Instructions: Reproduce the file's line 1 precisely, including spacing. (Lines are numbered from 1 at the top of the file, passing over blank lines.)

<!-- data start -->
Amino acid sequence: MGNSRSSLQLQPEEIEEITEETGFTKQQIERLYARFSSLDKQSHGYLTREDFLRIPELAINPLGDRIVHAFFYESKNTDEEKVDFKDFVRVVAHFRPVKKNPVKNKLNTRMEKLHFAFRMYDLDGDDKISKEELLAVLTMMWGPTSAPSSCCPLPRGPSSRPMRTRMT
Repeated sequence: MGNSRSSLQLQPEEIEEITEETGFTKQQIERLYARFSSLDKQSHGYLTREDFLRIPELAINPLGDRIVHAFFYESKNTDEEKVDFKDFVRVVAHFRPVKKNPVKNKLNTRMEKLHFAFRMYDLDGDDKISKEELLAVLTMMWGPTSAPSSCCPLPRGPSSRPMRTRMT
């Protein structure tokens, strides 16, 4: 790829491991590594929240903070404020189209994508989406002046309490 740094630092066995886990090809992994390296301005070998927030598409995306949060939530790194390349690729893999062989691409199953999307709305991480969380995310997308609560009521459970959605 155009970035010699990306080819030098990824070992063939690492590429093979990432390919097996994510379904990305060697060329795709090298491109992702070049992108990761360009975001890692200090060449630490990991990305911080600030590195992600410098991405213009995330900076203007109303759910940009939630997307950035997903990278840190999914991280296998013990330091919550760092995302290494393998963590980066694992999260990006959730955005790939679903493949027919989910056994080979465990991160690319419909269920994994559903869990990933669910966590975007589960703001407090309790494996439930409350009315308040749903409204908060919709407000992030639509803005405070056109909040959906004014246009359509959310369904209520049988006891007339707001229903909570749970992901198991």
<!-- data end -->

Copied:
Amino acid sequence: MGNSRSSLQLQPEEIEEITEETGFTKQQIERLYARFSSLDKQSHGYLTREDFLRIPELAINPLGDRIVHAFFYESKNTDEEKVDFKDFVRVVAHFRPVKKNPVKNKLNTRMEKLHFAFRMYDLDGDDKISKEELLAVLTMMWGPTSAPSSCCPLPRGPSSRPMRTRMT